He remains the same driven, smart, psychologically balanced leader we saw in the campaign, and to these familiar attributes, Alter adds another quality that is less frequently displayed in public -- an utter lack of sentimentality. He's "the most unsentimental man I've ever met," says one aide, summing up for many of his peers. That trait may be the most useful of all if Obama undertakes the ruthless course corrections that are essential to the realization of his promise.

PAUL KRUGMAN TAKES AN UNSETTLING
LOOK IN HIS CRYSTAL BALL


Just how big a course correction the administration needs to make is underscored in the column today of Rich's NYT colleague Paul Krugman, "Defining Prosperity Down," where he worries that workers are being permanently screwed in the U.S. economy based on "growing evidence that our governing elite just doesn't care — that a once-unthinkable level of economic distress is in the process of becoming the new normal."
In short, it's all good. And I predict — having seen this movie before, in Japan — that if and when prices start falling, when below-target inflation becomes deflation, some Fed officials will explain that that's O.K., too.

What lies down this path? Here's what I consider all too likely: Two years from now unemployment will still be extremely high, quite possibly higher than it is now. But instead of taking responsibility for fixing the situation, politicians and Fed officials alike will declare that high unemployment is structural, beyond their control. And as I said, over time these excuses may turn into a self-fulfilling prophecy, as the long-term unemployed lose their skills and their connections with the work force, and become unemployable.

I'd like to imagine that public outrage will prevent this outcome. But while Americans are indeed angry, their anger is unfocused. And so I worry that our governing elite, which just isn't all that into the unemployed, will allow the jobs slump to go on and on and on.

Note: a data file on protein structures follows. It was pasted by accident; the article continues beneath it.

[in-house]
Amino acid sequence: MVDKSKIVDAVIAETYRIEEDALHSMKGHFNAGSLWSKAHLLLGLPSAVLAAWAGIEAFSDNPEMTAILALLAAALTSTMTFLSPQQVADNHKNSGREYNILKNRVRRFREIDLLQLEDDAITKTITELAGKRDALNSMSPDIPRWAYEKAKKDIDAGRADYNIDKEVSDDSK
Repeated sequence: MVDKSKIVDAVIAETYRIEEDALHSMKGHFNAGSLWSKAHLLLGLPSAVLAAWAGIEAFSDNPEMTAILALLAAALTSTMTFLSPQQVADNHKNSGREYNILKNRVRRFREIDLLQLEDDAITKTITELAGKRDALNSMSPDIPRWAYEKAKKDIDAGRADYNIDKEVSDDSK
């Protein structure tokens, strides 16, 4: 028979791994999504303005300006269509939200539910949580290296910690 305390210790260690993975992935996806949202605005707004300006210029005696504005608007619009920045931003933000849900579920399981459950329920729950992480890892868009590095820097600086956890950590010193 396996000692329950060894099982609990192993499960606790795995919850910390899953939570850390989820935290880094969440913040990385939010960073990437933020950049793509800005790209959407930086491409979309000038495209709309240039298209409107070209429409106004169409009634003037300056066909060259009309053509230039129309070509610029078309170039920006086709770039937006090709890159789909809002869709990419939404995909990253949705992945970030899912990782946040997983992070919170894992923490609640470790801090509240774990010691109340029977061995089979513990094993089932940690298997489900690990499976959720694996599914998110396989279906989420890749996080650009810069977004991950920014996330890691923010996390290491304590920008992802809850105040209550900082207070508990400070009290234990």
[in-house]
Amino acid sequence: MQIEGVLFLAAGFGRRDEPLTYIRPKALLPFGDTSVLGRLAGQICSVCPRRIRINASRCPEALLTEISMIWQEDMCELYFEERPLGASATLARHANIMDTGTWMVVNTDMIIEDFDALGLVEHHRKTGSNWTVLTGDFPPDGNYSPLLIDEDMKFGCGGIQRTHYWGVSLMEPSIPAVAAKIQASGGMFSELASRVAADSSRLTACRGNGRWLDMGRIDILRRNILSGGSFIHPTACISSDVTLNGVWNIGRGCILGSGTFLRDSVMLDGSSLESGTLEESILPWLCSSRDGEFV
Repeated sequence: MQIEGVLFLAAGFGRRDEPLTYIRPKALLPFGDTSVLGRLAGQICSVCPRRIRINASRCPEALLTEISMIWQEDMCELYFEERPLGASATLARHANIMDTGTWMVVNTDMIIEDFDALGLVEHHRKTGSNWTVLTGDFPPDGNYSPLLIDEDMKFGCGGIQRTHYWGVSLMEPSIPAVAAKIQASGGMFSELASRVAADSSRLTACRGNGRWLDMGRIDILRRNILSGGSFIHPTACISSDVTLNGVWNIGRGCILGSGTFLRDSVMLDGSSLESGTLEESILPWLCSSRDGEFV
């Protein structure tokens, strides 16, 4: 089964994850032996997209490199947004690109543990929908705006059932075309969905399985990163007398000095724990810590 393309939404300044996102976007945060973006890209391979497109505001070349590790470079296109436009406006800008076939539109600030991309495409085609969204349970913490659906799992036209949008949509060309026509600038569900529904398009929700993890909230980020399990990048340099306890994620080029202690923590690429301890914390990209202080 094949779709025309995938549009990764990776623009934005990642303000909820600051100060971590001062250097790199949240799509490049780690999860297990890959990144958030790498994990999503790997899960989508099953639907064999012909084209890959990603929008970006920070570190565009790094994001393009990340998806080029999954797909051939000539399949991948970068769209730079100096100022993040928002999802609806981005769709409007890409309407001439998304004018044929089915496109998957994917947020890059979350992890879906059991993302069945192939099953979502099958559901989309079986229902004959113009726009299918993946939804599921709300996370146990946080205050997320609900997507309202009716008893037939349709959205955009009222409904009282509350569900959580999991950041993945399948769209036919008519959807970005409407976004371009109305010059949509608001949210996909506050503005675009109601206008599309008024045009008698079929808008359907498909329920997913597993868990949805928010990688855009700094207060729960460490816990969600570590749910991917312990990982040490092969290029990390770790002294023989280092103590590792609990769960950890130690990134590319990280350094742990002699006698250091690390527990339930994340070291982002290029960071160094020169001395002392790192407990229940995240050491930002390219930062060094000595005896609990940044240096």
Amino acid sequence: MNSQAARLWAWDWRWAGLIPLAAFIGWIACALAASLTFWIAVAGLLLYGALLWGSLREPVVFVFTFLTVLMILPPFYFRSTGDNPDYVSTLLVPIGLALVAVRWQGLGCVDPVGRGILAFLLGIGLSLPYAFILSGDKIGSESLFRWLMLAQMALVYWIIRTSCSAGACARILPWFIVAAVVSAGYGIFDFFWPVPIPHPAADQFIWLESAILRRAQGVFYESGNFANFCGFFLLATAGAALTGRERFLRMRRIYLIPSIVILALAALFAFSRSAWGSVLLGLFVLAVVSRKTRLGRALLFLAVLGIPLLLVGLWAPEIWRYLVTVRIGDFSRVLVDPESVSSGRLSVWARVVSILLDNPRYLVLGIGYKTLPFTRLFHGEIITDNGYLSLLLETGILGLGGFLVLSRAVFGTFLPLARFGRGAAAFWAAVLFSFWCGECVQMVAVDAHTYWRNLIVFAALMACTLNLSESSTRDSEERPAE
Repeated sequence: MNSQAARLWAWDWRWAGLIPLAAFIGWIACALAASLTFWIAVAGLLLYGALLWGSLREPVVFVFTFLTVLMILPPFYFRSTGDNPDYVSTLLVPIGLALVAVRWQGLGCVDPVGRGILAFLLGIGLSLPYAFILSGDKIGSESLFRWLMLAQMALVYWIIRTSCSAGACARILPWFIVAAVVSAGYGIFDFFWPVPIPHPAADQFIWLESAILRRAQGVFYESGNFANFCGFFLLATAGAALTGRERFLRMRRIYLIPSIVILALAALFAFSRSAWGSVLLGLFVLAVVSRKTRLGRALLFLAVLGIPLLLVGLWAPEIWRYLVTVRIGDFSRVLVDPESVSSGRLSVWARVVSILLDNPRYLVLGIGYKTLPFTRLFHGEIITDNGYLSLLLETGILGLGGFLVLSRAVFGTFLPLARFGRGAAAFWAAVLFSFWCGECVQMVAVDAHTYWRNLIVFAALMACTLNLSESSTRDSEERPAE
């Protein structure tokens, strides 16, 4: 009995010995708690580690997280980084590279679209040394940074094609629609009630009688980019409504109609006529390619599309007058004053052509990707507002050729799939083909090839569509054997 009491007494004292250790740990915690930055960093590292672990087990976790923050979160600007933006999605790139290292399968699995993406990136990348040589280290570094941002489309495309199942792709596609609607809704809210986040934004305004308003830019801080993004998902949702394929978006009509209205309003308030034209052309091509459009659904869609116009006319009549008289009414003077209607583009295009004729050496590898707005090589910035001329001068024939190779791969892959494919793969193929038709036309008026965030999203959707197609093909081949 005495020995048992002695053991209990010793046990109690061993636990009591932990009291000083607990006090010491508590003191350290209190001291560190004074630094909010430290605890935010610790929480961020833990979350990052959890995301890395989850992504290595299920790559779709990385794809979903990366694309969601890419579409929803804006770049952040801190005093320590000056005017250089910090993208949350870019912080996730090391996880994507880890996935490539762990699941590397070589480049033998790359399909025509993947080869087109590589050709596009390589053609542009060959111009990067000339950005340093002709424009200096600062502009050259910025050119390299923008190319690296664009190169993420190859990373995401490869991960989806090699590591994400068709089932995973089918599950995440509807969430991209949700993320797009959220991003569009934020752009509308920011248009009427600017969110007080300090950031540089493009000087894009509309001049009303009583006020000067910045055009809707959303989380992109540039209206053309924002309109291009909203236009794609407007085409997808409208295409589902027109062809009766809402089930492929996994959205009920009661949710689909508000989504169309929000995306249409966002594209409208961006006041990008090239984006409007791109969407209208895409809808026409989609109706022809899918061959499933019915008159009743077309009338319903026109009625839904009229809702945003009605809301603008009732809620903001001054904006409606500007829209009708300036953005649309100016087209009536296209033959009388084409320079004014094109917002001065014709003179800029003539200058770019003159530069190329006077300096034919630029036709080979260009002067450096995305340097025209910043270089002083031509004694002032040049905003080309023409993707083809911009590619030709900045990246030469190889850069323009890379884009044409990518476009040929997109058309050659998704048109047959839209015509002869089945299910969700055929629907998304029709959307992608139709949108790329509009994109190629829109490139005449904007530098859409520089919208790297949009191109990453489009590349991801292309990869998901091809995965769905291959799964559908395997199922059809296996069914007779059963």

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6 Comments:

At 4:19 AM, Blogger Bula said...

Paul Krugman for President!

 
At 7:27 AM, Anonymous Anonymous said...

Obama's 2004 Convention speech explains why he has fallen short. He has no sense of history. Guys like Machiavelli and Plato despite limited resources saw that united societies had populations where the elite and the bottom were relatively close together. Plato used the Spartans as an example, and Machiavelli used the Northern Italian city-states. Obama gave a nice rah rah speech, but his speeches have ignored the fundamental economic divides in society. He even used wording to undermine "The Two America's" philosophy of Edwards in that speech.

The problem is the divide and Obama doesn't think its a problem or understands that there is a real divide. Until he realizes that, he will always fall short of addressing problems.

 
At 8:23 AM, Anonymous me said...

"Why Has Obama Fallen Short?"

Because he's a fuckhead, a gutless wonder, a gop-boot-licking jellyfish.

The first and biggest thing he did wrong was to give a pass to all the Bush-era criminals. Not only was it all downhill from there, but it ensured that the goppers can do literally anything with perfect impunity. They will use the power he gave them to destroy him, and he was too clueless to see it coming.

Obama sealed his own fate, and ours. Fuck Obama.

 
At 8:30 AM, Anonymous me said...

Only slightly off topic, did you read that Obama gave Helen Thomas's seat to the Assimilated Press?

Jesus H. Christ!!! WTF is the matter with that bozo? AP is every bit as bad as Fox News!

Why couldn't the seat have gone to a REAL news organization? Because the Worm-in-Chief is afraid of offending conservatives, that's why.

Which, BTW, is totally, AWESOMELY, STUPID! It cannot happen! They are determined to either own him or destroy him, and they'll accept no other outcome no matter what he does.

Why can't he see that??